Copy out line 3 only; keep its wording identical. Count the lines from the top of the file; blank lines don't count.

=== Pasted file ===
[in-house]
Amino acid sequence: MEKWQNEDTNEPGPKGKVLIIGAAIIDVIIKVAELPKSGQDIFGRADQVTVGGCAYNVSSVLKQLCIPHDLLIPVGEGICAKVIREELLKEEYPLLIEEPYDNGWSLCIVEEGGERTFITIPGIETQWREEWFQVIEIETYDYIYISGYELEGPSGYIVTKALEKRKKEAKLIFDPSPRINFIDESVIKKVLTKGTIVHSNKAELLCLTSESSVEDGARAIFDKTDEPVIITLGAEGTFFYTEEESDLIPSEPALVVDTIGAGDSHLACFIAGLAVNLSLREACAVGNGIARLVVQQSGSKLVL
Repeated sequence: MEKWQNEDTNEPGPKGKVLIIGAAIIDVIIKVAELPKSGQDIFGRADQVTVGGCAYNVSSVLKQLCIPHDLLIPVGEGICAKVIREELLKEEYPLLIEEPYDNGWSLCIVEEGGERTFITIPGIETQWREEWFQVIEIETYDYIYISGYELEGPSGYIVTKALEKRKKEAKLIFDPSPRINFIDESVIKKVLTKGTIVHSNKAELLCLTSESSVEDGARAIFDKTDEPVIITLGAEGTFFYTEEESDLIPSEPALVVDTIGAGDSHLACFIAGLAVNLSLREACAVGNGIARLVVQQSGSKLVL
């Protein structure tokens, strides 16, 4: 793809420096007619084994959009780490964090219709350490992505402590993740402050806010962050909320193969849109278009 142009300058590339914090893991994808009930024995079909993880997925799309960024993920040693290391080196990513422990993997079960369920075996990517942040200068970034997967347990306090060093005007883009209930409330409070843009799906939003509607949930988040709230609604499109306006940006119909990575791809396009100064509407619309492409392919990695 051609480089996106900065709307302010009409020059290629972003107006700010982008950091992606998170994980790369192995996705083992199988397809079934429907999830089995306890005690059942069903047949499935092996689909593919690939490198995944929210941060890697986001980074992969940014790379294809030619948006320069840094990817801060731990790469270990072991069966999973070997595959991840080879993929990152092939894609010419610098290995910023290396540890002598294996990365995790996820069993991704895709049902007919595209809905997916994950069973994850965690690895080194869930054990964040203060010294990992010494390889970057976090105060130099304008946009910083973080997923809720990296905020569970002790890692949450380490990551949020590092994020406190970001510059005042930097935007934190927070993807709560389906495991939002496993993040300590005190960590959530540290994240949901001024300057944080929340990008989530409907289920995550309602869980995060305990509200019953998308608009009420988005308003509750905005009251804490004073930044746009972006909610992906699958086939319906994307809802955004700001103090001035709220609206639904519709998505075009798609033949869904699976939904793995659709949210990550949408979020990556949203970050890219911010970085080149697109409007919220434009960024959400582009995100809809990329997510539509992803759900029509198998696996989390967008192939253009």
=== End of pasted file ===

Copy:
Repeated sequence: MEKWQNEDTNEPGPKGKVLIIGAAIIDVIIKVAELPKSGQDIFGRADQVTVGGCAYNVSSVLKQLCIPHDLLIPVGEGICAKVIREELLKEEYPLLIEEPYDNGWSLCIVEEGGERTFITIPGIETQWREEWFQVIEIETYDYIYISGYELEGPSGYIVTKALEKRKKEAKLIFDPSPRINFIDESVIKKVLTKGTIVHSNKAELLCLTSESSVEDGARAIFDKTDEPVIITLGAEGTFFYTEEESDLIPSEPALVVDTIGAGDSHLACFIAGLAVNLSLREACAVGNGIARLVVQQSGSKLVL